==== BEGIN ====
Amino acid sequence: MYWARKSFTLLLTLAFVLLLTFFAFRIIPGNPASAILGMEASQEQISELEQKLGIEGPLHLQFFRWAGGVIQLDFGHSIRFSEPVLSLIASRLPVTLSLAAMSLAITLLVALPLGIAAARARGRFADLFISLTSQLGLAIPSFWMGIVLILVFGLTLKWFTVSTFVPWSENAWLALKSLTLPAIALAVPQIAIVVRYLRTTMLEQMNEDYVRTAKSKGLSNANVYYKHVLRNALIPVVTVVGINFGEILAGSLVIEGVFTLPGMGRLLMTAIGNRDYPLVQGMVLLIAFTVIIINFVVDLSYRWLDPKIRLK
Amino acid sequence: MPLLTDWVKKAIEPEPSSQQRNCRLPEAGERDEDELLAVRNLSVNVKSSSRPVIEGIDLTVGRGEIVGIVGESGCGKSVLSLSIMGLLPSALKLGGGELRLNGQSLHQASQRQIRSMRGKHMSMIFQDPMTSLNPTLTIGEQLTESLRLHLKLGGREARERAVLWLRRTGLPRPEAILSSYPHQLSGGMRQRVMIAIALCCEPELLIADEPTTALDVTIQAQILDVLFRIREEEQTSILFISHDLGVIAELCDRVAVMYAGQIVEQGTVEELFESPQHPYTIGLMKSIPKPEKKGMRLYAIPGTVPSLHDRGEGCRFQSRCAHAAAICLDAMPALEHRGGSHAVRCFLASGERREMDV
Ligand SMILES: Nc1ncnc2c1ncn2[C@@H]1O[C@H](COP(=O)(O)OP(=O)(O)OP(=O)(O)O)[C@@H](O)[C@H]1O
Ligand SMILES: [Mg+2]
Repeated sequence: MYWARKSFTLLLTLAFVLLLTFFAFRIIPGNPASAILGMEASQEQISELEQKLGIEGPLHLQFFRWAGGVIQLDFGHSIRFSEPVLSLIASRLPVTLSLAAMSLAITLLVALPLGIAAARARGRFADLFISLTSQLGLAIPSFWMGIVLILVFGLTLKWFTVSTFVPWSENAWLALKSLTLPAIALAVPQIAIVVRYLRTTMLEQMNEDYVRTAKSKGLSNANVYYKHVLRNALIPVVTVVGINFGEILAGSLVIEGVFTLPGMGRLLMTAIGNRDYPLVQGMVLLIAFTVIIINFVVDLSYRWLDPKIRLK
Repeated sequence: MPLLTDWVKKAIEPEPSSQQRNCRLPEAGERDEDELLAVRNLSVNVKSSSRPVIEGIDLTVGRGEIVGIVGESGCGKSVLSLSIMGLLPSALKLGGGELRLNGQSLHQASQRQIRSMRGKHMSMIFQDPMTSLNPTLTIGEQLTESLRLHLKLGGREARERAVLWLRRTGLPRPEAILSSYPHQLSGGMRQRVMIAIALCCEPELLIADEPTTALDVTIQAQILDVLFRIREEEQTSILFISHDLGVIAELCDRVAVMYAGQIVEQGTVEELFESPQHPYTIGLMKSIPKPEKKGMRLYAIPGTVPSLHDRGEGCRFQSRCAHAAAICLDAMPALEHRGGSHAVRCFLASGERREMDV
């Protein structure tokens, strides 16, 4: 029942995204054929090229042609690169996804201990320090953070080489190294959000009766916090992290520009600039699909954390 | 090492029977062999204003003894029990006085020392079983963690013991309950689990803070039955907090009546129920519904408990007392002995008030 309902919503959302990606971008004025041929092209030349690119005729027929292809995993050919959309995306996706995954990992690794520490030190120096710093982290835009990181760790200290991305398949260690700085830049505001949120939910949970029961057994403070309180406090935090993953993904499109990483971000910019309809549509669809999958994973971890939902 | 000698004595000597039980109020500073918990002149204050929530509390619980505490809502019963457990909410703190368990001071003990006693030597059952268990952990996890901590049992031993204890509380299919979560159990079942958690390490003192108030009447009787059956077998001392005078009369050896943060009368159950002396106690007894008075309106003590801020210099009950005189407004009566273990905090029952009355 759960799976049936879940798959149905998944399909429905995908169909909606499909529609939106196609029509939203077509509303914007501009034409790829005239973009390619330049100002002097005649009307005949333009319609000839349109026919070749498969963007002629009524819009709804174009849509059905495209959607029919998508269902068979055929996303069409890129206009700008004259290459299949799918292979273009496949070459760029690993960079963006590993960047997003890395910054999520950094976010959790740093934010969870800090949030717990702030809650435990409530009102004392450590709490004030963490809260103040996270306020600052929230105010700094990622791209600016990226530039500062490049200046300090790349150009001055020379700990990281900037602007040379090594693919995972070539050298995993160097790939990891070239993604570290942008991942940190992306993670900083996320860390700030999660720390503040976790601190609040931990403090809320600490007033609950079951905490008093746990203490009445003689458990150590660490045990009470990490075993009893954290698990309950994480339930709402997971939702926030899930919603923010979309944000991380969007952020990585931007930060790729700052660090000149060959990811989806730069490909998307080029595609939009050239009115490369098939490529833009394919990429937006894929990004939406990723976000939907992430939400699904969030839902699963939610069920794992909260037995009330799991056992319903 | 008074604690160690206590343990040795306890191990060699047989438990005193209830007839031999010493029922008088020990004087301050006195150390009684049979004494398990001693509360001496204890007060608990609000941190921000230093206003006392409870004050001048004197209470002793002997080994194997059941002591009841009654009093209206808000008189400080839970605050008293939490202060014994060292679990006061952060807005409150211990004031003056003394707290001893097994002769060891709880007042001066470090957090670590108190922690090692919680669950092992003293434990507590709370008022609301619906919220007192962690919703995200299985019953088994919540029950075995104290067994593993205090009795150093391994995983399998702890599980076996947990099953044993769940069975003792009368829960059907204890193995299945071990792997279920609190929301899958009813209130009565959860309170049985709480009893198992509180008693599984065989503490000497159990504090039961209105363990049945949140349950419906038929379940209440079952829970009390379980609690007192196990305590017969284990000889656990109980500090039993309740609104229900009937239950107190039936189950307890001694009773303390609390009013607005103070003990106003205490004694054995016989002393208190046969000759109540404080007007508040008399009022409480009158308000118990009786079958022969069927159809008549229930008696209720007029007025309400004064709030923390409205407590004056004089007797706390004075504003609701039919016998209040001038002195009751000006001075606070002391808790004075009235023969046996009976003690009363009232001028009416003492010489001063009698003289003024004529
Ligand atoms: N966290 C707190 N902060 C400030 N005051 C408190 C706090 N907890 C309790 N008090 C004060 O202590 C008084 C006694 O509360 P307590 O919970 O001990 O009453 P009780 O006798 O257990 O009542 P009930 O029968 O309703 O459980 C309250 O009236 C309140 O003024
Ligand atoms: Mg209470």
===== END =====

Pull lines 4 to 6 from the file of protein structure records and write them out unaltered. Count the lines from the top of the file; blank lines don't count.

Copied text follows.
Ligand SMILES: [Mg+2]
Repeated sequence: MYWARKSFTLLLTLAFVLLLTFFAFRIIPGNPASAILGMEASQEQISELEQKLGIEGPLHLQFFRWAGGVIQLDFGHSIRFSEPVLSLIASRLPVTLSLAAMSLAITLLVALPLGIAAARARGRFADLFISLTSQLGLAIPSFWMGIVLILVFGLTLKWFTVSTFVPWSENAWLALKSLTLPAIALAVPQIAIVVRYLRTTMLEQMNEDYVRTAKSKGLSNANVYYKHVLRNALIPVVTVVGINFGEILAGSLVIEGVFTLPGMGRLLMTAIGNRDYPLVQGMVLLIAFTVIIINFVVDLSYRWLDPKIRLK
Repeated sequence: MPLLTDWVKKAIEPEPSSQQRNCRLPEAGERDEDELLAVRNLSVNVKSSSRPVIEGIDLTVGRGEIVGIVGESGCGKSVLSLSIMGLLPSALKLGGGELRLNGQSLHQASQRQIRSMRGKHMSMIFQDPMTSLNPTLTIGEQLTESLRLHLKLGGREARERAVLWLRRTGLPRPEAILSSYPHQLSGGMRQRVMIAIALCCEPELLIADEPTTALDVTIQAQILDVLFRIREEEQTSILFISHDLGVIAELCDRVAVMYAGQIVEQGTVEELFESPQHPYTIGLMKSIPKPEKKGMRLYAIPGTVPSLHDRGEGCRFQSRCAHAAAICLDAMPALEHRGGSHAVRCFLASGERREMDV